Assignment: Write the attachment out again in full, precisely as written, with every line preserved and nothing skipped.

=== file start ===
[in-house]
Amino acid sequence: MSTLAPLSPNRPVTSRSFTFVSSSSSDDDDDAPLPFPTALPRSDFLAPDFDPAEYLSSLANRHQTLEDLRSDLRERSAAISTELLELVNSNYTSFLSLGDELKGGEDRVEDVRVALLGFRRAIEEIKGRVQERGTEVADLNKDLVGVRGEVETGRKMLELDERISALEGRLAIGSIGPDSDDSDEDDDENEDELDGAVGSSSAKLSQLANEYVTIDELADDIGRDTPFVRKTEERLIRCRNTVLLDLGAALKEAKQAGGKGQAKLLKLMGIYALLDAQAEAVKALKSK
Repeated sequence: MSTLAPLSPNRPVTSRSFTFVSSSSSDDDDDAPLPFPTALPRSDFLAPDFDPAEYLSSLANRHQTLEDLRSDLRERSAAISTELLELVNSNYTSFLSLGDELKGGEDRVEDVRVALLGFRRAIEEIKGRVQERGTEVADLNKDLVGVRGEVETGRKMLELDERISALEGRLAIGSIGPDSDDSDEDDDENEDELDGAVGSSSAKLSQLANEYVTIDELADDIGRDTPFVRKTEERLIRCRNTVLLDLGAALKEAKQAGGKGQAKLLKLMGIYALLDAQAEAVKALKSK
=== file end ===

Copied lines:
[in-house]
Amino acid sequence: MSTLAPLSPNRPVTSRSFTFVSSSSSDDDDDAPLPFPTALPRSDFLAPDFDPAEYLSSLANRHQTLEDLRSDLRERSAAISTELLELVNSNYTSFLSLGDELKGGEDRVEDVRVALLGFRRAIEEIKGRVQERGTEVADLNKDLVGVRGEVETGRKMLELDERISALEGRLAIGSIGPDSDDSDEDDDENEDELDGAVGSSSAKLSQLANEYVTIDELADDIGRDTPFVRKTEERLIRCRNTVLLDLGAALKEAKQAGGKGQAKLLKLMGIYALLDAQAEAVKALKSK
Repeated sequence: MSTLAPLSPNRPVTSRSFTFVSSSSSDDDDDAPLPFPTALPRSDFLAPDFDPAEYLSSLANRHQTLEDLRSDLRERSAAISTELLELVNSNYTSFLSLGDELKGGEDRVEDVRVALLGFRRAIEEIKGRVQERGTEVADLNKDLVGVRGEVETGRKMLELDERISALEGRLAIGSIGPDSDDSDEDDDENEDELDGAVGSSSAKLSQLANEYVTIDELADDIGRDTPFVRKTEERLIRCRNTVLLDLGAALKEAKQAGGKGQAKLLKLMGIYALLDAQAEAVKALKSK